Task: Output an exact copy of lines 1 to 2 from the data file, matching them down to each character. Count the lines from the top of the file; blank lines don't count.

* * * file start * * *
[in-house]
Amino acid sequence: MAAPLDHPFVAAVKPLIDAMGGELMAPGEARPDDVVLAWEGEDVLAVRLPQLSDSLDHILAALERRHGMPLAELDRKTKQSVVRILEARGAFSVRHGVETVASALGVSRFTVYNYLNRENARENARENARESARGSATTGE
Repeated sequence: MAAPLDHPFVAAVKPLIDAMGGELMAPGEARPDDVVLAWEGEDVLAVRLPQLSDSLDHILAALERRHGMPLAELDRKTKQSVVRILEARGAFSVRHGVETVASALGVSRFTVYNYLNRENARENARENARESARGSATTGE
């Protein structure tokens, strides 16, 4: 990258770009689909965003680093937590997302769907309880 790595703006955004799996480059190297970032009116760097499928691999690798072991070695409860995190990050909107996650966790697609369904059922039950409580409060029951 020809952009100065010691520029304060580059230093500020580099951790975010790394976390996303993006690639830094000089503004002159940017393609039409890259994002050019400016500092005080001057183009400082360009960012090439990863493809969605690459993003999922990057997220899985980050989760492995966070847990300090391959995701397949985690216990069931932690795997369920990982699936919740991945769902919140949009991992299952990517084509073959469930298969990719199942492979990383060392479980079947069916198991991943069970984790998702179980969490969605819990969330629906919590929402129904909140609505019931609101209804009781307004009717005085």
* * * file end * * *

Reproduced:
[in-house]
Amino acid sequence: MAAPLDHPFVAAVKPLIDAMGGELMAPGEARPDDVVLAWEGEDVLAVRLPQLSDSLDHILAALERRHGMPLAELDRKTKQSVVRILEARGAFSVRHGVETVASALGVSRFTVYNYLNRENARENARENARESARGSATTGE